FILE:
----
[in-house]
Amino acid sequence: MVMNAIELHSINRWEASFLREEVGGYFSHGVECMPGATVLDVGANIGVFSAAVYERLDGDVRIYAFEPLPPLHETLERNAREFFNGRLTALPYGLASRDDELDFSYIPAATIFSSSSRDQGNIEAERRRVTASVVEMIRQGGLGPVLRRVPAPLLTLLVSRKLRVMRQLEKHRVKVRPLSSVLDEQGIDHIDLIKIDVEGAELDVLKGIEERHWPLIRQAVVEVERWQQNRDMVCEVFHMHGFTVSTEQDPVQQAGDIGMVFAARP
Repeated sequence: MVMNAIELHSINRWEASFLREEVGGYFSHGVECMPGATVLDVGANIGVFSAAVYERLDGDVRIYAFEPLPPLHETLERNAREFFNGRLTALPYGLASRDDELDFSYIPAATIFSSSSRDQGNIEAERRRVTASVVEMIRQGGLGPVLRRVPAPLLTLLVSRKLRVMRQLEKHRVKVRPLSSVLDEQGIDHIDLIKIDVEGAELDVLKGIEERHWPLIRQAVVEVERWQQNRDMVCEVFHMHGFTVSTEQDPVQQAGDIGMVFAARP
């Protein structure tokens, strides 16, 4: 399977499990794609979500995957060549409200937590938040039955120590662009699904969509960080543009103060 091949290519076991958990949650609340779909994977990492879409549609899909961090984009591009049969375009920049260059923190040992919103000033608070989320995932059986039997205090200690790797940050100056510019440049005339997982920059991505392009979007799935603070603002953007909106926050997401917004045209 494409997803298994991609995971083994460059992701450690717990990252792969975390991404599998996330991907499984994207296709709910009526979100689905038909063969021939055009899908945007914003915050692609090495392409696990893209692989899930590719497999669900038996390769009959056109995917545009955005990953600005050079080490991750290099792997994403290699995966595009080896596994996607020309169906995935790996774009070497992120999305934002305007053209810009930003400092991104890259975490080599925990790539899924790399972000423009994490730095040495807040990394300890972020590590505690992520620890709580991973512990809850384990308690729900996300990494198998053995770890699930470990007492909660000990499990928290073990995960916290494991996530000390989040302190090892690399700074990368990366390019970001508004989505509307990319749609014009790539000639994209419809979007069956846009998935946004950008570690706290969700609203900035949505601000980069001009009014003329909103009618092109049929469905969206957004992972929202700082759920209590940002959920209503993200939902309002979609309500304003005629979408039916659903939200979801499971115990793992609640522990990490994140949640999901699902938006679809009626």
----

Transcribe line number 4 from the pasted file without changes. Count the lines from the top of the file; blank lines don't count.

């Protein structure tokens, strides 16, 4: 399977499990794609979500995957060549409200937590938040039955120590662009699904969509960080543009103060 091949290519076991958990949650609340779909994977990492879409549609899909961090984009591009049969375009920049260059923190040992919103000033608070989320995932059986039997205090200690790797940050100056510019440049005339997982920059991505392009979007799935603070603002953007909106926050997401917004045209 494409997803298994991609995971083994460059992701450690717990990252792969975390991404599998996330991907499984994207296709709910009526979100689905038909063969021939055009899908945007914003915050692609090495392409696990893209692989899930590719497999669900038996390769009959056109995917545009955005990953600005050079080490991750290099792997994403290699995966595009080896596994996607020309169906995935790996774009070497992120999305934002305007053209810009930003400092991104890259975490080599925990790539899924790399972000423009994490730095040495807040990394300890972020590590505690992520620890709580991973512990809850384990308690729900996300990494198998053995770890699930470990007492909660000990499990928290073990995960916290494991996530000390989040302190090892690399700074990368990366390019970001508004989505509307990319749609014009790539000639994209419809979007069956846009998935946004950008570690706290969700609203900035949505601000980069001009009014003329909103009618092109049929469905969206957004992972929202700082759920209590940002959920209503993200939902309002979609309500304003005629979408039916659903939200979801499971115990793992609640522990990490994140949640999901699902938006679809009626």